At our centre, up to April 2013, 319 patients were treated with a total of 399 HIFU procedures, with a mean non-perfused volume after treatment of 52%.
Most patients had menometrorrhagia (82%) while 18% had compression syndrome.
According to the Funaki classification, 42% of the fibroids we have treated were type I, 45% type II and 15% type III.
Our experience has been that at 3 months, patients already experience a significant reduction in symptoms of over 20 points, which is maintained beyond 2 years, with the increase in quality-of-life score being significant from one year on (Table 1).
The figures show a 38% decrease in volume at 3 months, 40% at 6 months, 50% at 1 year, 56% at 2 years and 65% at 3 years.
The failure rate (need for surgery or other treatments) ranges between 5% and 20% depending on the type of fibroid.In analysing the cases of treatment failure in terms of degree of vascularisation, 70% were found to be very vascularised, 22% moderately vascularised and only 8% had very little vascularisation.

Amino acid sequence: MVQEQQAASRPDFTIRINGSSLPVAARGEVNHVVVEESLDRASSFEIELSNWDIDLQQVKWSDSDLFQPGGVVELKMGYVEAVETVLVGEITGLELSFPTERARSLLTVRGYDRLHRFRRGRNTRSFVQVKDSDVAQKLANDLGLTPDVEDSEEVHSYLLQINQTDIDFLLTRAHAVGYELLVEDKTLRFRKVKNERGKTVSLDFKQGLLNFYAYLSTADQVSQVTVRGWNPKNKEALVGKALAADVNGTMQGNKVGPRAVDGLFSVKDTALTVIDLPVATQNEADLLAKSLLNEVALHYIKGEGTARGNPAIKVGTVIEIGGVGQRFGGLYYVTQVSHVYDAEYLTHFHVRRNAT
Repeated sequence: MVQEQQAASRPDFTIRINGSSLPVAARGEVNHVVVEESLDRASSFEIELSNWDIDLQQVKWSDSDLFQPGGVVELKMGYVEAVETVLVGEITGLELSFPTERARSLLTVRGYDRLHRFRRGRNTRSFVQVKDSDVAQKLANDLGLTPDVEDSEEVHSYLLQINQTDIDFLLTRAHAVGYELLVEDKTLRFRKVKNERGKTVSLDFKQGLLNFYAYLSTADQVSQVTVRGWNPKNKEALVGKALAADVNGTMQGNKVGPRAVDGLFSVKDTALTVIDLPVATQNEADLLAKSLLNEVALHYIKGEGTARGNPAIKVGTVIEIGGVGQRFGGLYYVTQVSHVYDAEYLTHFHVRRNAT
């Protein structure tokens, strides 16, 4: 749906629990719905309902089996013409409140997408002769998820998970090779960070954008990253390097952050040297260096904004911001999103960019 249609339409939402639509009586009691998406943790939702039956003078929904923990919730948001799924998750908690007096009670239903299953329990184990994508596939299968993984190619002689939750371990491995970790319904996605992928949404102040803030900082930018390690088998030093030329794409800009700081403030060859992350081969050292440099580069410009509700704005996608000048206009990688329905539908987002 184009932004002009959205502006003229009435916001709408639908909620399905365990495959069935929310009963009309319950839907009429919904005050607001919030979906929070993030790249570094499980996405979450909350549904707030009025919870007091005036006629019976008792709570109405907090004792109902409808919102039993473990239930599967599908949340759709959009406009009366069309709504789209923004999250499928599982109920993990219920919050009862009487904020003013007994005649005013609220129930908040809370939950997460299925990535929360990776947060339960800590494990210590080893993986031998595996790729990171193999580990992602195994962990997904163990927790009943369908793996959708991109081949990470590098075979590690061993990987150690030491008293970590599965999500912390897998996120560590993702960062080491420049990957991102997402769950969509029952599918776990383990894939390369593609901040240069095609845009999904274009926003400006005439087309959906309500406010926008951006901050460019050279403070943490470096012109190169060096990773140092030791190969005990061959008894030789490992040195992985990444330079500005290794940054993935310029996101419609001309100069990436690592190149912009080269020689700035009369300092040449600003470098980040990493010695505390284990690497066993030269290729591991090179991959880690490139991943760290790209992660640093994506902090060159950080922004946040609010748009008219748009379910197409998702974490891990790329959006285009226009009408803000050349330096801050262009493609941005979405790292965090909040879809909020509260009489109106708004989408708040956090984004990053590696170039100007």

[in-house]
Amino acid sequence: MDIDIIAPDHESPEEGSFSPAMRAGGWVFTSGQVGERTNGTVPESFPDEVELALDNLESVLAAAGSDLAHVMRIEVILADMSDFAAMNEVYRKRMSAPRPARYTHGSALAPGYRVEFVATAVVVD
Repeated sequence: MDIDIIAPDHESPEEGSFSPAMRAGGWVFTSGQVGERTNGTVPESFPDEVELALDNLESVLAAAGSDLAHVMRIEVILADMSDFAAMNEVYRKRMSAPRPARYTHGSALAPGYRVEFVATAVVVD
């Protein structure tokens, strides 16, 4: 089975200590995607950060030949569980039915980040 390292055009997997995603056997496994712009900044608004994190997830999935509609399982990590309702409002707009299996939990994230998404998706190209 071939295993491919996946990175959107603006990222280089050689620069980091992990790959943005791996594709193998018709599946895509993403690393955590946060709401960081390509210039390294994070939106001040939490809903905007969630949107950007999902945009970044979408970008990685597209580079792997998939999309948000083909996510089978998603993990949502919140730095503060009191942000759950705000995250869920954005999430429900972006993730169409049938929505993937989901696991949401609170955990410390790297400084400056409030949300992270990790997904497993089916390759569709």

In published studies, the results obtained with the HIFU JC system are consistent with those obtained in our series.
The complications observed are mild, except for one case of a small 3rd degree burn and for reasons not directly related to the treatment. The rest are skin erythema in 21 patients, 10 cases of self-limiting haematuria, 5 cases of spotting and 1 case of self-limiting fever lasting less than 24 hours.
In conclusion, we can say that ultrasound therapy is safe and effective in most fibroids.
The failure rate (need for other treatments) is below 5% in sparsely vascularised and type I fibroids. It does, however, need to be borne in mind that in the highly vascularised or type III fibroids, the failure rate is much higher. In these cases, the indication for treatment has to be carefully assessed; it could be applicable in selected cases in combination with hormone treatment. Type III fibroids that are also highly vascular should not be treated with this technique.